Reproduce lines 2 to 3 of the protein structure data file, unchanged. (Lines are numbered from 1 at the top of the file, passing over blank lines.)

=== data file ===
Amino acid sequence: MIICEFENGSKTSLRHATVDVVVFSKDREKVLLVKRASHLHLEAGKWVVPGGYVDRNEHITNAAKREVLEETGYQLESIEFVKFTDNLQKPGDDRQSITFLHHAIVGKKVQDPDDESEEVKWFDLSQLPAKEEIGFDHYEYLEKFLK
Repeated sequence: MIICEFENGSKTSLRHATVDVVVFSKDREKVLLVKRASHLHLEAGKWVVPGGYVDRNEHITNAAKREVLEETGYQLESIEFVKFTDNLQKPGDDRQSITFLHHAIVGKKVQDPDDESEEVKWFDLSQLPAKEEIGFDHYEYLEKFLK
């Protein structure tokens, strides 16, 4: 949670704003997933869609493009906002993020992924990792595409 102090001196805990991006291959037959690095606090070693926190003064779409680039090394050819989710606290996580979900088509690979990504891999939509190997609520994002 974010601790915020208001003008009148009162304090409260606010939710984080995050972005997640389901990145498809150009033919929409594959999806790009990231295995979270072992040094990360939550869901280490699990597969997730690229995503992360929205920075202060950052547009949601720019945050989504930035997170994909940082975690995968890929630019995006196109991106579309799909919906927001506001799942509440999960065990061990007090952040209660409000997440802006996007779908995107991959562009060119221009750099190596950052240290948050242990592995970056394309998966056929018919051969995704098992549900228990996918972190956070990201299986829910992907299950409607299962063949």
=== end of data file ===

Repeated sequence: MIICEFENGSKTSLRHATVDVVVFSKDREKVLLVKRASHLHLEAGKWVVPGGYVDRNEHITNAAKREVLEETGYQLESIEFVKFTDNLQKPGDDRQSITFLHHAIVGKKVQDPDDESEEVKWFDLSQLPAKEEIGFDHYEYLEKFLK
């Protein structure tokens, strides 16, 4: 949670704003997933869609493009906002993020992924990792595409 102090001196805990991006291959037959690095606090070693926190003064779409680039090394050819989710606290996580979900088509690979990504891999939509190997609520994002 974010601790915020208001003008009148009162304090409260606010939710984080995050972005997640389901990145498809150009033919929409594959999806790009990231295995979270072992040094990360939550869901280490699990597969997730690229995503992360929205920075202060950052547009949601720019945050989504930035997170994909940082975690995968890929630019995006196109991106579309799909919906927001506001799942509440999960065990061990007090952040209660409000997440802006996007779908995107991959562009060119221009750099190596950052240290948050242990592995970056394309998966056929018919051969995704098992549900228990996918972190956070990201299986829910992907299950409607299962063949």